A number of themes interweave in Pop. 1280, but deception is primary among them. Pottsville is a small town, and its citizens would like to believe it is a nice place to live, a good and civilized state in a great country. However, at all levels of society, people are living lies, deep and twisted lies that go down into their corrupt souls. Nick Corey is the best example of this. He is so twisted that he is at ease with deception and can kill two men, sleep well, and then frame a good friend for it the next day. He is a sheriff, but he kills for pride (the pimps) and for revenge (Tom Hauck), lies to everyone, earns re-election through dirty tricks, and has as many affairs as he has the energy for. From political corruption (Nick takes bribes) to the acceptance of vice (allowing prostitution within the town) to voyeurism (Lennie sneaks around and stares in windows) and blackmail (Myra claims Nick raped her, and blackmails him into marrying her), every dark perversion you could imagine is in Pottsville.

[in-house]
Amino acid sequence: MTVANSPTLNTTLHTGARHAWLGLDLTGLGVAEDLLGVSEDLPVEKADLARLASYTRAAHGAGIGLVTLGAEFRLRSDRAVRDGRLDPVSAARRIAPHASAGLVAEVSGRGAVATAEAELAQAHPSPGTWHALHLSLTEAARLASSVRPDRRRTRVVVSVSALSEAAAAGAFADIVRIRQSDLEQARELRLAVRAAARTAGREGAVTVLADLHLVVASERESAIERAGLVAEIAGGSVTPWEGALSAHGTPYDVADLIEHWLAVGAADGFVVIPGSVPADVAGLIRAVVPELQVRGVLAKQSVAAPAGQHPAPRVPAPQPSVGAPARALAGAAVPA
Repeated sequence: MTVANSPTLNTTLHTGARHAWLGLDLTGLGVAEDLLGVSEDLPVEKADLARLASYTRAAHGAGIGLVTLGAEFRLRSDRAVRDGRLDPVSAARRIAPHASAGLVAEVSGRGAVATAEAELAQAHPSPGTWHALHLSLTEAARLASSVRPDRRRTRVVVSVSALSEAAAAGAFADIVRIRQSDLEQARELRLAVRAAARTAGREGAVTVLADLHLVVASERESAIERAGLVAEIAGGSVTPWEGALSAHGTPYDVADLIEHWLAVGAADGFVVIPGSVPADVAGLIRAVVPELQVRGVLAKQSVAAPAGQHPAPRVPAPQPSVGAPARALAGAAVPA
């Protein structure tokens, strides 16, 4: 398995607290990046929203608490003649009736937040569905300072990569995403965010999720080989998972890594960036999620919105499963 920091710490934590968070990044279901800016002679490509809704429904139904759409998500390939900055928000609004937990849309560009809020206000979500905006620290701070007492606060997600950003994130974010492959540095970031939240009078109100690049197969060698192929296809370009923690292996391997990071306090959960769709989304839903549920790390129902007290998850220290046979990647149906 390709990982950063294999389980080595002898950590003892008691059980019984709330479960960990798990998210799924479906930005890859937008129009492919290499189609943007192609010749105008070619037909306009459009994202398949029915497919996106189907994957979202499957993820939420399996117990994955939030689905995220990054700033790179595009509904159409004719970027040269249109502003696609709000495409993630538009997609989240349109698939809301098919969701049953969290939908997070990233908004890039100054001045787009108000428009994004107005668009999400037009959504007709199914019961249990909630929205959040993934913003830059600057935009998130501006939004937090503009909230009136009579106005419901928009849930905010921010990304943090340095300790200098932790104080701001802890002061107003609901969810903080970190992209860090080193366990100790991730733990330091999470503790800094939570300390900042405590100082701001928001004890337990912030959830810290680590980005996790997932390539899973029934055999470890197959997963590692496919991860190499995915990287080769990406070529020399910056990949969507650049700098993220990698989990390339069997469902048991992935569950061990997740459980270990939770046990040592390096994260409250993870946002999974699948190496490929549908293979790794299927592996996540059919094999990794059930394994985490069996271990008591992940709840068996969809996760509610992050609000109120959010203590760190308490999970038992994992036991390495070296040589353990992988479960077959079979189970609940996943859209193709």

The world of Pop. 1280 is a world of casual violence. While no one is particularly happy about a man beating his wife, or a white man beating a black man, such violence is largely treated as no more than a superficial failing. When Ken Lacey, a sheriff, repeatedly kicks Nick in the buttocks until Nick can barely walk, it is part of a supposedly friendly joke. And when Nick solves a number of problems by killing those responsible, the result is neither arrest nor rejection, but in some cases, intense sexual reward.
Sheriff Nick Corey is lazy and, at least on the surface, extremely stupid. He is not just violent: he is at ease with violence. And yet, as he says in the novel’s first chapter, he has never had any trouble getting women. That is an understatement. Women crawl all over him, whether they are married, single,...
(The entire section is 515 words.)